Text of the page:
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There’s a conversation happening around the world right now. It’s about women and their place in society, particularly in relation to men, particularly in certain industries. For most feminists, this is a big step forward — even if it sometimes feels like society is regressing — and a movement to be fostered. But not everyone wants brands to participate.

Critics are calling out Dior for trying to ride on the coattails of the recent feminist movement, much of which is categorized under the #MeToo and #TimesUp hashtags. The luxury fashion brand showed their 2018 fall/winter collection in Paris in a decidedly feminist setting, complete with a huge banner that read “Women’s rights are human rights” alongside floor to ceiling posters and photos of women protesting.

Naturally, not everyone was buying it, so to speak. Fashion blogger Bryanboy commented on the show’s theme on Twitter, calling out the in-your-face messaging.

Others point out that brands should show rather than tell about their commitment to a political cause.

Dior has tried to put a price tag on feminism in the past, releasing a $915 t-shirt with the words “We should all be feminists” displayed on the front last year. The cotton top comes in both black and white and has been available for purchase at Saks for some time now.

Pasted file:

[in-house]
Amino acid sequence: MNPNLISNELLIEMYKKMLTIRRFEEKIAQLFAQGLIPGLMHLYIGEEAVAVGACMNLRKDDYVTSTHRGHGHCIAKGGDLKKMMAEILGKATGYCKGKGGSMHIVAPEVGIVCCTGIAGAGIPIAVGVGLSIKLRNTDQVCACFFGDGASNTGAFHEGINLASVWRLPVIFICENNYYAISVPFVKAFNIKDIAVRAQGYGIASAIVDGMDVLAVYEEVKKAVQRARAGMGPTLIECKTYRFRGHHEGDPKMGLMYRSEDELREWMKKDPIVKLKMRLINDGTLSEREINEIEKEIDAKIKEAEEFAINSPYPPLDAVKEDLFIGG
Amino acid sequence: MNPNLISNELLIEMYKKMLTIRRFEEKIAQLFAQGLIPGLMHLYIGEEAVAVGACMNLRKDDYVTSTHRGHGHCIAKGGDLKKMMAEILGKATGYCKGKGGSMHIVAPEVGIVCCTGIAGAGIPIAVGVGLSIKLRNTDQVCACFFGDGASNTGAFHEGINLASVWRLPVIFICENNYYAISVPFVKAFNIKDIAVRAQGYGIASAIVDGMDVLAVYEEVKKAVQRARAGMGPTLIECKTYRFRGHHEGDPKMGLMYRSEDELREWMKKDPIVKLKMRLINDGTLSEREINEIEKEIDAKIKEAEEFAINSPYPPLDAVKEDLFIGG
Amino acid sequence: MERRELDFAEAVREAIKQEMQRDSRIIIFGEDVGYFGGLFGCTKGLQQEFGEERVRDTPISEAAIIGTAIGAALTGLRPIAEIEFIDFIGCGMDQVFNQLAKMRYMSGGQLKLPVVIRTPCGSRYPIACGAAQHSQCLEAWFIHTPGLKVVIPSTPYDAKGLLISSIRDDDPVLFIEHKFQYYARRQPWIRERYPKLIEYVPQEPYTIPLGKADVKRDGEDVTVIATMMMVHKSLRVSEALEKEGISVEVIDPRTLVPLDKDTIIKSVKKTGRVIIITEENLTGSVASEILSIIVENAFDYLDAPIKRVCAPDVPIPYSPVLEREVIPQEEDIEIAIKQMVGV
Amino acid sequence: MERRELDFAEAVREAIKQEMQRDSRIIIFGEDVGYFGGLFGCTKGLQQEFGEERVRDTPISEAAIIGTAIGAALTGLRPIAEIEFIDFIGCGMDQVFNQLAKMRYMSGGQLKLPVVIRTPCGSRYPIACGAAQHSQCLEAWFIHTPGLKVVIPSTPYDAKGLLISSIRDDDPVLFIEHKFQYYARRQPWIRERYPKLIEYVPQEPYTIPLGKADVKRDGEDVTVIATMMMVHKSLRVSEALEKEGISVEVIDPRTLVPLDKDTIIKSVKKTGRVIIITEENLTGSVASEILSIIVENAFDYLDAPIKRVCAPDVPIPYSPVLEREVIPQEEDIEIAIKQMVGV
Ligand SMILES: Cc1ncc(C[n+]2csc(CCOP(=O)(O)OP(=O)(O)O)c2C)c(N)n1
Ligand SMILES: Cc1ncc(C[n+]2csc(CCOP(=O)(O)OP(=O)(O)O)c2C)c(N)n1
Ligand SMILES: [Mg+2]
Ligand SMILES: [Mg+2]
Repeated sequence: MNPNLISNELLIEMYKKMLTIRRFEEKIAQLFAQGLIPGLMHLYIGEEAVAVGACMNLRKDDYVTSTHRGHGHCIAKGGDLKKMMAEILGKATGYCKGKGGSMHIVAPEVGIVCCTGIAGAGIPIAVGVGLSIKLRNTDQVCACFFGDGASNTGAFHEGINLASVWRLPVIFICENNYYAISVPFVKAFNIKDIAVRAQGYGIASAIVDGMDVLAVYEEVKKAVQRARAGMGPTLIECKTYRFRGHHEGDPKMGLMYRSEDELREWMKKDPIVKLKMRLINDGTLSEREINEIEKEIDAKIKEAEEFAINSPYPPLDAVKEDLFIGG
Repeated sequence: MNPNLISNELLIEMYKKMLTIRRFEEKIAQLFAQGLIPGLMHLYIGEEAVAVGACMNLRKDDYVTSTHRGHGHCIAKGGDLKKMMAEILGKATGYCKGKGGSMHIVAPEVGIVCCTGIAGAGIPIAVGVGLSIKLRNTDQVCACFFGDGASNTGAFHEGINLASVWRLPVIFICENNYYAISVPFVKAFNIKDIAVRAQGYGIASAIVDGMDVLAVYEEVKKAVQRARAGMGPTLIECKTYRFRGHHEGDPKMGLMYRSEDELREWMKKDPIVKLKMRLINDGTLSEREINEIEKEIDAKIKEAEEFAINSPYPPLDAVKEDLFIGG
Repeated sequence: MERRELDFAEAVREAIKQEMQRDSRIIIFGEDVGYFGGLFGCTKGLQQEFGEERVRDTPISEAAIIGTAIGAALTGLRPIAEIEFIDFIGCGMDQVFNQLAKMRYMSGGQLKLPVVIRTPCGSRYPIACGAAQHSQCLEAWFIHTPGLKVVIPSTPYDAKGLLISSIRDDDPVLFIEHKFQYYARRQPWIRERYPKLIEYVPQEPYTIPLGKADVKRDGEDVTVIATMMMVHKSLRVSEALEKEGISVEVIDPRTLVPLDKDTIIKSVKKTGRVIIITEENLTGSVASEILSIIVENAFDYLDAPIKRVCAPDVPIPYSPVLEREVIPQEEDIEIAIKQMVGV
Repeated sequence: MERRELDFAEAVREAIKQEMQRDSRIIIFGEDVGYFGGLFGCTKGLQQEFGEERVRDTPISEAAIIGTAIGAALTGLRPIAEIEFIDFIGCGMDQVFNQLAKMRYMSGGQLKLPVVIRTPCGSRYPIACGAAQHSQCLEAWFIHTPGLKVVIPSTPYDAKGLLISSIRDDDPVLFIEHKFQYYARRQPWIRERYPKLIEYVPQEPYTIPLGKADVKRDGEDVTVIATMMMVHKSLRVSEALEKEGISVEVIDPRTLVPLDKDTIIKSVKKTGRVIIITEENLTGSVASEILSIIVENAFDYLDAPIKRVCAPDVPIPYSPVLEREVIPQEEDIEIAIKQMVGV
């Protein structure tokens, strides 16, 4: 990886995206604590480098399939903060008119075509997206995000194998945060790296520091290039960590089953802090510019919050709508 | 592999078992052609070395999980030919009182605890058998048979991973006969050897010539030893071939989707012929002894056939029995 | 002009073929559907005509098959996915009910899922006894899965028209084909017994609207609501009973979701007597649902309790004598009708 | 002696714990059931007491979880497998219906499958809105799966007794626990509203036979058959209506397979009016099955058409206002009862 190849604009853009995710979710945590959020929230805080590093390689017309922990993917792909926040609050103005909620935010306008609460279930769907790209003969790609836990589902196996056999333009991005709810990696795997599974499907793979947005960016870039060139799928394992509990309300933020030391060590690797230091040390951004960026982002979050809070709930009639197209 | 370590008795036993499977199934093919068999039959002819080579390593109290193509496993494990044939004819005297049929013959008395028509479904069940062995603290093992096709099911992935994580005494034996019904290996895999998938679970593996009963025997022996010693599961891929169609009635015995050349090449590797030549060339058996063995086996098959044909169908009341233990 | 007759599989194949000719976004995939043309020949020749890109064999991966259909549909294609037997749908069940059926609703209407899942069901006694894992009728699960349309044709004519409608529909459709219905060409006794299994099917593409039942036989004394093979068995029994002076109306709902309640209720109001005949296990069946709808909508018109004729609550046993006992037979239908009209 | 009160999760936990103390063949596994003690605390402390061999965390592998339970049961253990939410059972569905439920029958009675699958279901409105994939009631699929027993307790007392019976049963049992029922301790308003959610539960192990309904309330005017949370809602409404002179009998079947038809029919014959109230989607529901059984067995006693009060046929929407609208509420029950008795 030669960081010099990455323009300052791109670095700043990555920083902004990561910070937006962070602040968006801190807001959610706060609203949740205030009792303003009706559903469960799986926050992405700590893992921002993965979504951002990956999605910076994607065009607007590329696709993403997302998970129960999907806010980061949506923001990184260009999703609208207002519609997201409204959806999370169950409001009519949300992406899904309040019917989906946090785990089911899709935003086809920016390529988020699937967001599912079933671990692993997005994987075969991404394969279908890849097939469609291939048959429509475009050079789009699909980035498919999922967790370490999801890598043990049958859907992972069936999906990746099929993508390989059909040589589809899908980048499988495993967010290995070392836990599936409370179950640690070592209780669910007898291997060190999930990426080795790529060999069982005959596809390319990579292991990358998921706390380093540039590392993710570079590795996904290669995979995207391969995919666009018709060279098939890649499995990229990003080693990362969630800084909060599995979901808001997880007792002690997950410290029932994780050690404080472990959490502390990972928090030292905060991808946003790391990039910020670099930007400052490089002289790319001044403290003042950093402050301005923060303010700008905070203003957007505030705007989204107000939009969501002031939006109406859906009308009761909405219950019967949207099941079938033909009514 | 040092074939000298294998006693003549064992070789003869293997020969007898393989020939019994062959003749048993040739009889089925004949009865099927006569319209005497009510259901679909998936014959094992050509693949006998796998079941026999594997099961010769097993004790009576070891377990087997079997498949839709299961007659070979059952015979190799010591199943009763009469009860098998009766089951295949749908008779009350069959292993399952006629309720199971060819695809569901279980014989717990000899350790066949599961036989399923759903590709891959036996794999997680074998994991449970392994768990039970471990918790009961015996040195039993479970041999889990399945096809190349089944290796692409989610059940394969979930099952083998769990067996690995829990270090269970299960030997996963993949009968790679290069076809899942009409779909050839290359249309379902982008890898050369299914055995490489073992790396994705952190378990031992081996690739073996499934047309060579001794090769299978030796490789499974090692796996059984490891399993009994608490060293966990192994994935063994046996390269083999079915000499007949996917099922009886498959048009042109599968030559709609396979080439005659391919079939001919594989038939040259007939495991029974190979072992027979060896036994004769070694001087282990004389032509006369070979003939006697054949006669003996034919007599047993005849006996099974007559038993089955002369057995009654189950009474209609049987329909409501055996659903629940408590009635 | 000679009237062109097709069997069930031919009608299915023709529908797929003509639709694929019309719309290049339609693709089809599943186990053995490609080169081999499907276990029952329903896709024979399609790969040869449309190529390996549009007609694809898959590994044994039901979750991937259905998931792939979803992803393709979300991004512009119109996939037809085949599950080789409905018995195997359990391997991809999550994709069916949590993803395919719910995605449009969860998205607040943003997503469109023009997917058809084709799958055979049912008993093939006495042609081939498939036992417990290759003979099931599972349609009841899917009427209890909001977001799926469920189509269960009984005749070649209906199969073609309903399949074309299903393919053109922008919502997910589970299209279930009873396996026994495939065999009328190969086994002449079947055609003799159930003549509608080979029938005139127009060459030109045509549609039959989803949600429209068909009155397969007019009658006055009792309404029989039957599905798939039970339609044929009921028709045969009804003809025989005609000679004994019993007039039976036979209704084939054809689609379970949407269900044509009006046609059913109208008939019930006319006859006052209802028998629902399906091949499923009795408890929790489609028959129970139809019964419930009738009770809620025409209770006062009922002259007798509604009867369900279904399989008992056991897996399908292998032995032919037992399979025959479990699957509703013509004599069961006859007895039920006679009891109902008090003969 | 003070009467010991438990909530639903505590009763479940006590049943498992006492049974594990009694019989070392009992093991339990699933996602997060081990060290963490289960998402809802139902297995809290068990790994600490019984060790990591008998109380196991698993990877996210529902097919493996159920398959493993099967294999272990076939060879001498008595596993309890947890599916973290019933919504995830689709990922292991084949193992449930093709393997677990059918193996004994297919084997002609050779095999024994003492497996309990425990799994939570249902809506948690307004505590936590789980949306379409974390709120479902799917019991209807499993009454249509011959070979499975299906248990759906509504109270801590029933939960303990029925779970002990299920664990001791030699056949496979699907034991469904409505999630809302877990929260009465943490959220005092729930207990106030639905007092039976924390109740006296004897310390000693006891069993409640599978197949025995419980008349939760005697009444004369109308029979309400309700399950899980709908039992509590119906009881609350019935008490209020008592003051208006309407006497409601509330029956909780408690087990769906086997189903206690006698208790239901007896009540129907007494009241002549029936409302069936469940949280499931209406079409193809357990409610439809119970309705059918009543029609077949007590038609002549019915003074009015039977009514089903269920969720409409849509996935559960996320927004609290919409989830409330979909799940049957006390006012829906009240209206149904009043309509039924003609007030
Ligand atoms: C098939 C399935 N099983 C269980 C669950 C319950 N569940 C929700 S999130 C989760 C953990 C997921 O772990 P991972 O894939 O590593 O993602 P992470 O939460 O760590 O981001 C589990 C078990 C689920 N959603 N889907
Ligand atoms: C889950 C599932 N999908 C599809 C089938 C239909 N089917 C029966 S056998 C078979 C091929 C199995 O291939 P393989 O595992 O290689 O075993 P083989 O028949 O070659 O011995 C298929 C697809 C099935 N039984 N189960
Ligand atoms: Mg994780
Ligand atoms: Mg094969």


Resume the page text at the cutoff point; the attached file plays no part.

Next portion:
In fairness, Dior has been donating a percentage of the proceeds from sales of the t-shirts to the Clara Lionel Foundation, Rihanna’s nonprofit supporting education, health and emergency response programs around the world. (Though they don’t specify how much is actually being donated, which feels a bit weird.)

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Still, when you remove the slogan from the front, you’re left with a $915 t-shirt, which, even with the Dior label and some proceeds going to charity, doesn’t seem like such a great deal. To paraphrase Macklemore, “915 dollars for a t-shirt? That’s some ignorant s***.”

But Dior certainly isn’t the first brand to encroach on this momentous movement–remember when beauty brand Hard Candy tried to trademark #MeTOO earlier this year? Yeah, that didn’t go over well.

The question becomes, are these brands contributing to the conversation and forwarding the movement, or just trying to get some good publicity while the getting’s good?

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